As mentioned earlier, exporting firms in middle and low income countries can be in fact “learning by exporting” (Keller 2001), through obtaining efficiency gains, and acquiring knowledge of international best practices (Vivarelli 2014). Positive and significant results for this variable would indicate that exporters within the Ethiopian manufacturing sector are indeed benefitting from this channel of technology transfer. LOC is a dummy variable for location. It takes the value of one if the firm is located in and around Addis Ababa, the capital, and zero if outside of the capital region. It is expected that larger and more technologically advanced firms are located in the capital area that is the business and financial centre in the country. Consequently, their location would have an employment enhancing effect, through higher competitiveness.

As the paper also aims to look into the phenomenon of skill bias within the Ethiopian manufacturing sector, the empirical model is extended to capture this effect, if present. This is performed through defining a separate labour demand equation for each group of skilled and unskilled workers. Equation (1) is therefore expressed for both types of labour through the following form:

$${\text{USL}}_{\text{it}} = \alpha + \beta {\text{USL}}_{{{\text{it}} - 1}} + \delta {\text{USW}}_{\text{it}} + \gamma {\text{Y}}_{\text{it}} + \eta {\text{INV}}_{\text{it}} + \mu {\text{FOR}}_{\text{it}} + \lambda {\text{EXP}}_{\text{it}} + \, \omega {\text{LOC}}_{\text{it}} + \, \left( {{\text{u}}_{\text{it}} + \, \varepsilon_{\text{i}} } \right)$$
$${\text{SL}}_{\text{it}} = \alpha + \beta {\text{SL}}_{{{\text{it}} - 1}} + \delta {\text{SW}}_{\text{it}} + \gamma {\text{Y}}_{\text{it}} + \eta {\text{INV}}_{\text{it}} + \mu {\text{FOR}}_{\text{it}} + \lambda {\text{EXP}}_{\text{it}} + \, \omega {\text{LOC}}_{\text{it}} + \, \left( {{\text{u}}_{\text{it}} + \, \varepsilon_{\text{i}} } \right)$$

where USL and SL are the numbers of unskilled and skilled labour, respectively, measured by the amounts of production vs administrative workers; and USW and SW are the real wages of unskilled and skilled labour. Table 3 reports some descriptive statistics of the dependent and independent variables used in all three regression equations.

Table 3 Descriptive statistics of regression variables

The main advantage of using a two-equation setting rather than the standard cost share unique equation is that it allows for studying relative versus absolute skill bias. Absolute skill bias would appear when technology and openness related variables display a positive and significant coefficient for skilled workers and a negative or not significant coefficient for unskilled workers, while relative skill bias would appear when the coefficients for both skilled and unskilled workers are positive and significant but differ in magnitude, with the coefficient for unskilled workers being lower (this difference turning out to be statistically significant). In addition, this setting is more informative in exploring the employment dynamics of the different categories of workers separately.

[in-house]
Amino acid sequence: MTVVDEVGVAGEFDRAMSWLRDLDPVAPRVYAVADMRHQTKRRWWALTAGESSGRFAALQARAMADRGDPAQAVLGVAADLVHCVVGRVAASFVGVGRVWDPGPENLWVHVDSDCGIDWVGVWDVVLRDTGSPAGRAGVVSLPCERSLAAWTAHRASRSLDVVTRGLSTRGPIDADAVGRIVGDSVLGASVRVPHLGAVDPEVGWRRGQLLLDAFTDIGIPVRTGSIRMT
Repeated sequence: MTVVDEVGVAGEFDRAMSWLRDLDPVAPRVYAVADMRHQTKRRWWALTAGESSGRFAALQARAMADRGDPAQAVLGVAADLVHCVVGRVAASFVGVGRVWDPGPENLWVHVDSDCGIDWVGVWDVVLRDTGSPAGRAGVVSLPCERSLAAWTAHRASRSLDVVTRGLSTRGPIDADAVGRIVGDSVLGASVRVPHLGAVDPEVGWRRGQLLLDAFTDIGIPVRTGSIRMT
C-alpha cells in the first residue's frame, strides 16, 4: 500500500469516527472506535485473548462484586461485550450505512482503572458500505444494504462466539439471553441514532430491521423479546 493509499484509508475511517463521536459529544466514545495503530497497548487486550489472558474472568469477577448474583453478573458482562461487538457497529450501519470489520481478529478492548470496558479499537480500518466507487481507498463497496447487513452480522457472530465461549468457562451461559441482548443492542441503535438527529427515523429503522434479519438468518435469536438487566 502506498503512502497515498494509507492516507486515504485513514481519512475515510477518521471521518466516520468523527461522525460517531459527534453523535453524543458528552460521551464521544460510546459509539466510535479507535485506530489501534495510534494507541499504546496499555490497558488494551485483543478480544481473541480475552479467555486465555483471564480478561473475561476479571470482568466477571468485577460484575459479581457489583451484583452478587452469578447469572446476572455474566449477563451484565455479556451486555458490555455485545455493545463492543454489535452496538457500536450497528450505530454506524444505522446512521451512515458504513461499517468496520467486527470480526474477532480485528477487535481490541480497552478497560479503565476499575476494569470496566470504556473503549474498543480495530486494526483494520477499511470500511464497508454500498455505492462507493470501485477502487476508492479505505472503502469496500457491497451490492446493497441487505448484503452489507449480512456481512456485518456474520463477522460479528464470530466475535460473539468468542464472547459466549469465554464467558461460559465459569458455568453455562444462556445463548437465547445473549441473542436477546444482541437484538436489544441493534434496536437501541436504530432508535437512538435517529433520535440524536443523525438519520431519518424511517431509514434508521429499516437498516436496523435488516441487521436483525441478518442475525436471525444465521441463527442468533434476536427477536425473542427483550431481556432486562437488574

The presence of firm-specific effects causes a correlation between the lagged dependent variable (EMP it-1, USLit-1 or SLit-1) and the individual fixed effect εi. Therefore, using the pooled OLS methodology would lead to upwardly biased and inconsistent coefficients of the lagged dependent variable, with a larger bias as the variance of the unobserved effect increases (Hsiao 1986). Furthermore, the dynamic specification of the model implies that the assumption of strict exogeneity of the explanatory variables does not hold due to the presence of an endogenous first-order lagged dependent variable. Obtaining consistent and efficient estimators includes first transforming the original equations to eliminate the fixed effects and then applying instrumental variables estimations for the parameter of the lagged endogenous variable (Halaby 2004). Anderson and Hsiao (1982) have developed a formulation for obtaining consistent FE-IV estimators by resorting to first differencing in order to eliminate the unobserved effect, and then two lags and beyond to instrumentalise the lagged dependent variable. However, more radical efficiency improvements have been obtained by Arrellano and Bond (1991), using GMM techniques as an alternative to the Anderson and Hsiao approach. In their model, the instrument matrix includes all previous level values of the lagged dependent variable, where they obtain the GMM-DIFF estimator. However, the GMM-DIFF estimator has been found to be weak in cases when: (1) there is a strong persistence over time, where the instruments are weakly correlated with the first difference variables, and (2) cross-sectional variability dominates time variability (Bond et al. 2001). Blundell and Bond (1998) have then put forward an efficiency improvement to the GMM-DIFF model by using additional moment conditions and obtaining the system GMM or GMM-SYS. In particular, they use moment restrictions of a simultaneous system of first-differenced equations and the equations in level. In the first-differenced equations they use the lagged level values of the variables as instruments (similar to the GMM-DIFF estimator), and in the level equations they use differences as instruments. In the present empirical study, the GMM-SYS is used since it fits best with the characteristics of the panel data used and the nature of the empirical model. In particular, our longitudinal data are characterized by a larger cross-sectional (between variance equal to 1.003) than time variability (within variance equal to 0.1144) and—as Table 4 below depicts—by a time persistence that is obvious for all the three dependent variables. These features of the data are exactly those that make GMM-SYS as preferred to GMM-DIF (see Blundell and Bond 1998).